Why is Disulfiram Superior to Acamprosate in the Routine Clinical Setting? A Retrospective Long-Term Study in 353 Alcohol-Dependent Patients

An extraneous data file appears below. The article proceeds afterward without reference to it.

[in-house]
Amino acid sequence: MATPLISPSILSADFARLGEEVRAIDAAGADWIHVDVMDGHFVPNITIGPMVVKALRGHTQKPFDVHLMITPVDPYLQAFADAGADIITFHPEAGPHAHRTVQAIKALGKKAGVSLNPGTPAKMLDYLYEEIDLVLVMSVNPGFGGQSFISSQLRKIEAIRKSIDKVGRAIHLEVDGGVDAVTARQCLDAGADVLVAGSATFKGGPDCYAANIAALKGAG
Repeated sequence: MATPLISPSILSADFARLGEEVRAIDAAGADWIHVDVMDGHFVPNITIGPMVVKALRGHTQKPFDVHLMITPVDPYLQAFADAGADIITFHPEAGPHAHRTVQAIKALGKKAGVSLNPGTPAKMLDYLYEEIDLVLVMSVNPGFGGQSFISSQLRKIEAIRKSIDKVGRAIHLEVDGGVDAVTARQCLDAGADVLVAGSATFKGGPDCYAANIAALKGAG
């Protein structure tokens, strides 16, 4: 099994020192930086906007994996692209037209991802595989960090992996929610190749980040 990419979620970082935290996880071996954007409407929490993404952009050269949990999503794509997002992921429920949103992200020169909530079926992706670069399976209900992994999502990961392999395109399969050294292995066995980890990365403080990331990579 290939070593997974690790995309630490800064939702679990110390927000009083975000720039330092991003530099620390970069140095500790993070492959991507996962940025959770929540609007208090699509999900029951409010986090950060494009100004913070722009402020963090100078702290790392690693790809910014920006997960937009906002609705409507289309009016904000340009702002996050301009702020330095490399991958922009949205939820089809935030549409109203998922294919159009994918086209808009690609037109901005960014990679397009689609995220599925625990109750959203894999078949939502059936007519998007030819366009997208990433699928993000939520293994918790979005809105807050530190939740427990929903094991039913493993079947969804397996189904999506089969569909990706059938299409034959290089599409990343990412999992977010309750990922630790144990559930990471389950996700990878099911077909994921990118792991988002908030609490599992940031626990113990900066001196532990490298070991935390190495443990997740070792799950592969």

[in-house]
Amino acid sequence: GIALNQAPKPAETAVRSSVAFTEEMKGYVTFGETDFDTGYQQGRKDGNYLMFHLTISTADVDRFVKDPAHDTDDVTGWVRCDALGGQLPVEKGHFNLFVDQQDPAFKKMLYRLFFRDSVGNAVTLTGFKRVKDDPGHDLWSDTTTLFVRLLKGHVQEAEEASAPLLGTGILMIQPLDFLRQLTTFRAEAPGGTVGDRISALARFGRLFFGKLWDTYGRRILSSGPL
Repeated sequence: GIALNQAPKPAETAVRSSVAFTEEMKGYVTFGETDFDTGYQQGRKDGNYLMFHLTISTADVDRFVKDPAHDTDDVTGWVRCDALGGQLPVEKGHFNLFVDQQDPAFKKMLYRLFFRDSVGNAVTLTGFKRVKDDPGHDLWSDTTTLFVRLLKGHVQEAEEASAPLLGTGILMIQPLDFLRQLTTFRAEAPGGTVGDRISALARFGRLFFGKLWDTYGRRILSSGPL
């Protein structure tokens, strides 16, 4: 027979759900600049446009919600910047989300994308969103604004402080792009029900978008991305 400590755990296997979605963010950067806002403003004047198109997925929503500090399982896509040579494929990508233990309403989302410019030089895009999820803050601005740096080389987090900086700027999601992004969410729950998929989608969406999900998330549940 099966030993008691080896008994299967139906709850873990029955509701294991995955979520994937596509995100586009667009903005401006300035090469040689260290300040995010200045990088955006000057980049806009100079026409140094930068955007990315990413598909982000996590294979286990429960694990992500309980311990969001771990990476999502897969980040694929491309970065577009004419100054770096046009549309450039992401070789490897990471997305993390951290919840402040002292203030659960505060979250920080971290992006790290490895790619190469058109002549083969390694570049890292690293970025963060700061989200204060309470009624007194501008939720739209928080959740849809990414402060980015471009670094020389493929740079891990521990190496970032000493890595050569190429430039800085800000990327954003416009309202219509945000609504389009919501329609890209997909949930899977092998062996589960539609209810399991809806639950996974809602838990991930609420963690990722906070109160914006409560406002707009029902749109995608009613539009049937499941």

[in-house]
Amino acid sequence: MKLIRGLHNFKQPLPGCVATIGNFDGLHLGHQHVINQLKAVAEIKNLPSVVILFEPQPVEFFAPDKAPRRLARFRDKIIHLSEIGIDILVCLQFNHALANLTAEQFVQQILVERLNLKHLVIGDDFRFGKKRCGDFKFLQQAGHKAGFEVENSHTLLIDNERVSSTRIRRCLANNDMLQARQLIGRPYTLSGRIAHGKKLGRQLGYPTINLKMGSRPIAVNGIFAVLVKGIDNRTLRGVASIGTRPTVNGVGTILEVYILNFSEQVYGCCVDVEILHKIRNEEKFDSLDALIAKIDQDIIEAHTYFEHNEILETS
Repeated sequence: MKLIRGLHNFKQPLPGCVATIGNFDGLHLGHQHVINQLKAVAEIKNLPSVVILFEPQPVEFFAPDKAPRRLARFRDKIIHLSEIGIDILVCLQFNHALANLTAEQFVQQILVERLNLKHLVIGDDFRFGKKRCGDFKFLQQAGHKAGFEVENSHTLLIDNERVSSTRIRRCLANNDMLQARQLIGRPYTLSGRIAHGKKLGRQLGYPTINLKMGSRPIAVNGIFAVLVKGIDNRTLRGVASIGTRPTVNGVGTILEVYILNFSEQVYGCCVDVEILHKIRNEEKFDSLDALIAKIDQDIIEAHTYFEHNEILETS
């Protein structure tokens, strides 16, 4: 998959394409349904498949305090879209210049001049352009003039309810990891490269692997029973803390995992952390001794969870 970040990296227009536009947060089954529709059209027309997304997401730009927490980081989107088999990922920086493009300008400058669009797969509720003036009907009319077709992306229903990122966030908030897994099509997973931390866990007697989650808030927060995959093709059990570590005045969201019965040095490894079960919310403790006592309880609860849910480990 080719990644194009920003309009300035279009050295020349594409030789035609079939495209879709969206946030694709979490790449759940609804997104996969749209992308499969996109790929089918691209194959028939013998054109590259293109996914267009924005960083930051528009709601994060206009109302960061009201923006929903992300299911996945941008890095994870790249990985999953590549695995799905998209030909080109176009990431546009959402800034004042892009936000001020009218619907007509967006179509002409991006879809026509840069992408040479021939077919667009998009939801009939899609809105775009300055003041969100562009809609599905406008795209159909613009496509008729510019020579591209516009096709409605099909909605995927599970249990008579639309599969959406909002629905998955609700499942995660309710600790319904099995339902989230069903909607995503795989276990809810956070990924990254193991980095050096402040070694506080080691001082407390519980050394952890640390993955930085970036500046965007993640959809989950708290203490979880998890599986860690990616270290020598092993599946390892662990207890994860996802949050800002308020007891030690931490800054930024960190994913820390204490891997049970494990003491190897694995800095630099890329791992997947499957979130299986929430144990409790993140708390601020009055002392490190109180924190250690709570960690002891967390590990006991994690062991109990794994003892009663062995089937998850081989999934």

Aims: To compare the long-term effectiveness of acamprosate (ACP) and disulfiram (DSF) in the treatment of alcohol dependence and their effectiveness in regard to patient characteristics, within a naturalistic outpatient treatment setting. Method: Retrospective data from 2002 to 2007 were analysed on 353 alcohol-dependent subjects in outpatient treatment, who, according to the patient’s and the clinician’s mutual decision, received either supervised DSF (with thrice-weekly appointments) or ACP (once-weekly appointments) following an inpatient alcohol detoxification treatment. Abstinence was assessed by alcohol breathalyzer, patients’ self-report, urine and serum analyses, and overall physicians’ rating. Results: Baseline data in terms of current addictive behaviour and course of disease differed between groups to the disadvantage of the DSF group; compared to the ACP group, subjects treated with DSF showed a longer duration of alcohol dependence, higher amounts of daily alcohol consumption and more alcohol detoxification treatments in their history. In follow-up, Kaplan–Meier survival analysis revealed significant differences between groups in the primary and secondary measures of outcome (P always <0.01). Time elapsed before the first alcohol relapse as well as attendance to outpatient treatment and cumulative alcohol abstinence achieved within outpatient treatment was explicitly longer in the DSF group. A longer duration of alcohol dependence predicted a favourable treatment outcome in the DSF group, while for the ACP group the chances for a successful treatment increased with shorter duration of alcohol dependence. Conclusions: This study supports the thesis that supervised DSF is an important component of alcoholism treatment, and it appears to be more effective than the treatment with ACP particularly in patients with a long duration of alcohol dependence.